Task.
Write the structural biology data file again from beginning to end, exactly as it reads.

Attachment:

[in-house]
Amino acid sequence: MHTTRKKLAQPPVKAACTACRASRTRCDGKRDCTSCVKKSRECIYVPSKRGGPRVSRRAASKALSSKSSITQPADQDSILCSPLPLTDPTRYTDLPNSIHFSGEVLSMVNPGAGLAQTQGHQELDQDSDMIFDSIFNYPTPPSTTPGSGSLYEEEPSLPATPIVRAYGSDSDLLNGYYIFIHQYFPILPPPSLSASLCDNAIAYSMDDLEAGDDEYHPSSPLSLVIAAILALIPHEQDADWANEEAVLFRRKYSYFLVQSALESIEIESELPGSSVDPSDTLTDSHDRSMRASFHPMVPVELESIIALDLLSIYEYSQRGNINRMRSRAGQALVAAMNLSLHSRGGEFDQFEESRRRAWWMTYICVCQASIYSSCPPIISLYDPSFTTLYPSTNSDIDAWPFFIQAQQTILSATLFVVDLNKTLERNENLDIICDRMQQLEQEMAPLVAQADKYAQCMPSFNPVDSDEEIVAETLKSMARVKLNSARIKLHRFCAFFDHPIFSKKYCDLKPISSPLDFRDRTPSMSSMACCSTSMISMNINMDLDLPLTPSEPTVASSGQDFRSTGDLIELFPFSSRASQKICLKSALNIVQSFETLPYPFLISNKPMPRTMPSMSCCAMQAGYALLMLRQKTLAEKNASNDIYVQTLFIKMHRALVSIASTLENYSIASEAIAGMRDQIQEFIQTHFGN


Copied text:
[in-house]
Amino acid sequence: MHTTRKKLAQPPVKAACTACRASRTRCDGKRDCTSCVKKSRECIYVPSKRGGPRVSRRAASKALSSKSSITQPADQDSILCSPLPLTDPTRYTDLPNSIHFSGEVLSMVNPGAGLAQTQGHQELDQDSDMIFDSIFNYPTPPSTTPGSGSLYEEEPSLPATPIVRAYGSDSDLLNGYYIFIHQYFPILPPPSLSASLCDNAIAYSMDDLEAGDDEYHPSSPLSLVIAAILALIPHEQDADWANEEAVLFRRKYSYFLVQSALESIEIESELPGSSVDPSDTLTDSHDRSMRASFHPMVPVELESIIALDLLSIYEYSQRGNINRMRSRAGQALVAAMNLSLHSRGGEFDQFEESRRRAWWMTYICVCQASIYSSCPPIISLYDPSFTTLYPSTNSDIDAWPFFIQAQQTILSATLFVVDLNKTLERNENLDIICDRMQQLEQEMAPLVAQADKYAQCMPSFNPVDSDEEIVAETLKSMARVKLNSARIKLHRFCAFFDHPIFSKKYCDLKPISSPLDFRDRTPSMSSMACCSTSMISMNINMDLDLPLTPSEPTVASSGQDFRSTGDLIELFPFSSRASQKICLKSALNIVQSFETLPYPFLISNKPMPRTMPSMSCCAMQAGYALLMLRQKTLAEKNASNDIYVQTLFIKMHRALVSIASTLENYSIASEAIAGMRDQIQEFIQTHFGN